Journey into the unknown

I think back to the first time that I set foot on Colombian soil, my mind was full of illusions but at the same time with anxiety due to the unfamiliar situations that I might find myself in. I was asking myself “How will it work out for me?” “How will I feel living in Colombia?” “Will I be capable of managing so much new information, so many names, and places?” “Will I be ready to confront so many stories of hardship and difficult situations?” I still have a lot to learn, but I can definitely say that so far my experience in PBI has taught me so much, and has allowed me to visit and get to know amazing places with interesting histories as well as spectacular flora and fauna. And of course I have had the opportunity to meet so many inspiring people. Courageous people who, as the late Jaime Pardo Leal [1] put it, are “Justifying their time on Earth”.

These people, with their capacity for resilience and peaceful resistance against the many injustices perpetrated against them in spite of the many obstacles they find in their way, have generated within me unfathomable admiration. Spending time with peasant-farmers, lawyers, miners, among others– all human rights defenders – listening to their life stories and  witnessing their dignified struggle for peace, justice, truth, full reparation of the wrongs they have suffered, can leave no one indifferent.

I have had the opportunity to meet so many inspiring people.
I have had the opportunity to meet so many inspiring people.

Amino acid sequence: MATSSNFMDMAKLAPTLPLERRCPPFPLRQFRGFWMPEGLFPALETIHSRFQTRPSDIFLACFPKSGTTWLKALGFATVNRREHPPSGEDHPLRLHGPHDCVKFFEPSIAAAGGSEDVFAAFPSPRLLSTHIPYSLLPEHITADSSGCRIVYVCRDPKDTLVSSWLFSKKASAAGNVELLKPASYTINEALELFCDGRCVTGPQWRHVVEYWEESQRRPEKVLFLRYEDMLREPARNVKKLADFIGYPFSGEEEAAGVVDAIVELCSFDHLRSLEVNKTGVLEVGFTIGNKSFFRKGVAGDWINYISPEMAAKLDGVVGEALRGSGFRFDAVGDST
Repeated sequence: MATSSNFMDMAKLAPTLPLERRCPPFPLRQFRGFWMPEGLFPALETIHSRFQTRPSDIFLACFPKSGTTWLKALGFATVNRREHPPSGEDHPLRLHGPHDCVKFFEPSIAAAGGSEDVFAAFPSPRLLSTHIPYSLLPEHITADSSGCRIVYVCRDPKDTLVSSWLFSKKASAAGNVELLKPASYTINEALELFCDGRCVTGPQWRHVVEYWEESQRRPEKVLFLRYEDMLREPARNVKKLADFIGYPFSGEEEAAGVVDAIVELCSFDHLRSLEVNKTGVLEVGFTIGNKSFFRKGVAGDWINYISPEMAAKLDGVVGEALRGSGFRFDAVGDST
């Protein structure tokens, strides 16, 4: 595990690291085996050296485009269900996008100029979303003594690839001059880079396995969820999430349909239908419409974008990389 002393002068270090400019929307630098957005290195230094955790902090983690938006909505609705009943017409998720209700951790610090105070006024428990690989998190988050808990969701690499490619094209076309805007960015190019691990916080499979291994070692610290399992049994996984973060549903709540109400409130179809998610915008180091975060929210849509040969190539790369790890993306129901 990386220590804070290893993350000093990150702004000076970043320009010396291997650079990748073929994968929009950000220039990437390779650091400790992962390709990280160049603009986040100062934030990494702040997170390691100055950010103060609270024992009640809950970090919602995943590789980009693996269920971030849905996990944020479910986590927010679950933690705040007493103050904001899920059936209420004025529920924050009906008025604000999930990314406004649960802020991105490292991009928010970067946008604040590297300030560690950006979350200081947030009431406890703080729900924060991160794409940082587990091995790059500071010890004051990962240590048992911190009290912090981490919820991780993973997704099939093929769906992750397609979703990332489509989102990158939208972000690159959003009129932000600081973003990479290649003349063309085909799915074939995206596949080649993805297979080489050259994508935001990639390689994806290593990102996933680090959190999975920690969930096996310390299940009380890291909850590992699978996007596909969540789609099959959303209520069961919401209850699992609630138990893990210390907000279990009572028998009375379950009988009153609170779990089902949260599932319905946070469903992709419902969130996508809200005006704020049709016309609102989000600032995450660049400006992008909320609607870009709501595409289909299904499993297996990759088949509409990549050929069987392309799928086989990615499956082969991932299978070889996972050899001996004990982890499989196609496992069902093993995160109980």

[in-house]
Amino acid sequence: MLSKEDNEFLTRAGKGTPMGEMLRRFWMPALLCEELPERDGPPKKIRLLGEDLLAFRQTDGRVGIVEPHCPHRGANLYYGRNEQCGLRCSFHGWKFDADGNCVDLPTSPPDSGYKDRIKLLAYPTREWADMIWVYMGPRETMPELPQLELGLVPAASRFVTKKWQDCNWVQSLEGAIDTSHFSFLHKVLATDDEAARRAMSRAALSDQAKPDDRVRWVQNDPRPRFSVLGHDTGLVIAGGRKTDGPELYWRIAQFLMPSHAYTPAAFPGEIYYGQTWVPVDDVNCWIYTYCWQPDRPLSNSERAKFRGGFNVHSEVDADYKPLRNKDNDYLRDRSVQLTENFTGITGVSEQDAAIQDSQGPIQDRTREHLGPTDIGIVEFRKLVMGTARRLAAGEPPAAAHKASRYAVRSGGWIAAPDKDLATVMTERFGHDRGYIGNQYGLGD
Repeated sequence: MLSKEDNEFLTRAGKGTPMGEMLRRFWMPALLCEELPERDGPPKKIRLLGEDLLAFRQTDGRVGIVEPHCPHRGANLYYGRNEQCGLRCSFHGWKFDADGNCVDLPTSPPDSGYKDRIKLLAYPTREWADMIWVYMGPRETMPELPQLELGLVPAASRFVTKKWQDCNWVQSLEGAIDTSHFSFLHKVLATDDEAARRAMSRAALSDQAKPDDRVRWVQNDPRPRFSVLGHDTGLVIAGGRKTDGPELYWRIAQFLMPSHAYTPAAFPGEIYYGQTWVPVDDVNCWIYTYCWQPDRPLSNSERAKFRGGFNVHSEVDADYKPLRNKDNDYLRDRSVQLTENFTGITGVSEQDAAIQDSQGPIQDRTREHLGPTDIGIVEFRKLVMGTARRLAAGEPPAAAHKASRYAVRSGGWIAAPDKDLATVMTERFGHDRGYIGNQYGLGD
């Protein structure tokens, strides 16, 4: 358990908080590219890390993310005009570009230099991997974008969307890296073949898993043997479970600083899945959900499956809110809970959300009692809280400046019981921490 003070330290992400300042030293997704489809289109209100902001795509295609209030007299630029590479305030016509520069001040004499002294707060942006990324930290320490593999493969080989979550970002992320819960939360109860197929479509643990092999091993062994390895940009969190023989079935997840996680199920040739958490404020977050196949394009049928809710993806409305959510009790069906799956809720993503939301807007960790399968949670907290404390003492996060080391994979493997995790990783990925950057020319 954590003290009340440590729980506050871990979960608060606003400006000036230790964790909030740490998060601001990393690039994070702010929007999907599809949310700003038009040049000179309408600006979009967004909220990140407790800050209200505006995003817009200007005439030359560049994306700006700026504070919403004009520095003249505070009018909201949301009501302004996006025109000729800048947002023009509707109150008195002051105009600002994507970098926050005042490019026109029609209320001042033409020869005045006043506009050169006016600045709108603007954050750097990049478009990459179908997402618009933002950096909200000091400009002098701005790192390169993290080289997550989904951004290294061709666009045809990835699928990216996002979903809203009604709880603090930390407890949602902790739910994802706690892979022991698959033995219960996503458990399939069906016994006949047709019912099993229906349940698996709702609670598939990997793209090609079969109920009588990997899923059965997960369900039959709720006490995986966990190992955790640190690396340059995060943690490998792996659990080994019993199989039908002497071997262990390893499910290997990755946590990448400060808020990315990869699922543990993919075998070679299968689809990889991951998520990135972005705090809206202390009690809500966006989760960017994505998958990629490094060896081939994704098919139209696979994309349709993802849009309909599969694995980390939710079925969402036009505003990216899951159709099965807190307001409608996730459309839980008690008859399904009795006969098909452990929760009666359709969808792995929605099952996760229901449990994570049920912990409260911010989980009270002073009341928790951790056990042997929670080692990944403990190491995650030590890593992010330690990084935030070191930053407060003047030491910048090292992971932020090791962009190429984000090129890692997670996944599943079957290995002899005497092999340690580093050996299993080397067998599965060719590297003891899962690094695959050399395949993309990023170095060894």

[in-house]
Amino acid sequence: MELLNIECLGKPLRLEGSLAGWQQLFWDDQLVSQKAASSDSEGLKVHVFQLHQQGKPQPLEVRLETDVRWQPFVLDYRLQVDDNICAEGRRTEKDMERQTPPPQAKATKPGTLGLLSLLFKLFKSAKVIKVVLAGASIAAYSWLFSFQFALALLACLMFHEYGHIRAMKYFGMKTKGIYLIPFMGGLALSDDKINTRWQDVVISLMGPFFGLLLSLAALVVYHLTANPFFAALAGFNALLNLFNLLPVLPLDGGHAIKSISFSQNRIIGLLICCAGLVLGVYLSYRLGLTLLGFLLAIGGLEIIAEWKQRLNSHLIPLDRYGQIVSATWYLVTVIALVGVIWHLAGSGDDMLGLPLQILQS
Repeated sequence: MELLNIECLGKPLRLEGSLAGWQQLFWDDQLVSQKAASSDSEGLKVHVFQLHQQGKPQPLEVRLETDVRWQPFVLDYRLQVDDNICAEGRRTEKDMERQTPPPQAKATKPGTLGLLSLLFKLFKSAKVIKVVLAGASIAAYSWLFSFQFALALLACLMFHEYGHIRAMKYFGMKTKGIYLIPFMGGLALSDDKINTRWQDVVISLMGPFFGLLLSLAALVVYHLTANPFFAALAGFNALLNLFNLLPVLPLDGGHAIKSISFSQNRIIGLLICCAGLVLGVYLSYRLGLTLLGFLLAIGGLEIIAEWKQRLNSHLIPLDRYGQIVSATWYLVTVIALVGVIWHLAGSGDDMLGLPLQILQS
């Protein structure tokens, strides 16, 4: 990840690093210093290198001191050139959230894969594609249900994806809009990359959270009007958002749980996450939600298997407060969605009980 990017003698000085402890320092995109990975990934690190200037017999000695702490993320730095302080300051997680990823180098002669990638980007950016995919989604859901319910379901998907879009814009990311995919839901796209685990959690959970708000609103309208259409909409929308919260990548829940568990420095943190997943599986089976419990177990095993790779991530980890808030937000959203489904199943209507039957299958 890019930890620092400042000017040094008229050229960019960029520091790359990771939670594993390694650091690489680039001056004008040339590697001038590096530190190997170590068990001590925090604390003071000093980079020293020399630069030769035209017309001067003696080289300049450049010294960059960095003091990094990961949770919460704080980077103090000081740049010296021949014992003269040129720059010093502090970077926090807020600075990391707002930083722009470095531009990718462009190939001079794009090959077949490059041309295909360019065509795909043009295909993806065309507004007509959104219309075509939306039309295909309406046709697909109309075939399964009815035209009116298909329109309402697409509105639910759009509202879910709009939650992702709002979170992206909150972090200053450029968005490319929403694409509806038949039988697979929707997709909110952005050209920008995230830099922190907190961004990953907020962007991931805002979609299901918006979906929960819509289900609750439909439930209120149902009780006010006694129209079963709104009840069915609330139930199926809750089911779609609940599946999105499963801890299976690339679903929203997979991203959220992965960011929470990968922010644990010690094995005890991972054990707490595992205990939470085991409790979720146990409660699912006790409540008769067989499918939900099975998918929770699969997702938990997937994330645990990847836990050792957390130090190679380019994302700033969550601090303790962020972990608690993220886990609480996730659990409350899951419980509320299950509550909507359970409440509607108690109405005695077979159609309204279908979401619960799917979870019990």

When the topic of Colombia is mentioned, the dominant discourse tends to provide information that is out of context, full of stereotypes far from a closer reality. As the incredible Nigerian novelist Chimamanda Ngozi Adichie puts it, “the problem with stereotypes is not that they are untrue, but that they are incomplete”. So for me, the work that PBI carries out in Colombia has allowed me to live and understand different realities, contrasts and inequalities, but also a strong feeling of solidarity, sensitivity, happiness, initiatives and a consciousness for a “Good Living” (Buen Vivir) and the need for social change.

[1] Jaime Pardo Leal was a lawyer and politician who was assassinated during his presidential campaign in 1987. His assassination formed part of the political genocide of members of the Patriotic Union party (UP) of which Jaime was a member.

Delphine Taylor is from a Franco-British family. Born in the United States, Delphine grew up in Belgium where she developed a strong interest for travelling, cultural diversity and human rights. This passion to explore the world seems to be in the family genes as currently three of her siblings are living in Africa, while a fourth lives in Luxembourg. Her experiences abroad and her social commitment encouraged her to choose the educational route of sociology and anthropology, in particular questions about “otherness” in Latin America. She decided to form part of the PBI team to be able to live a new experience and to get to know different realities, human rights defenders and their respective struggles.

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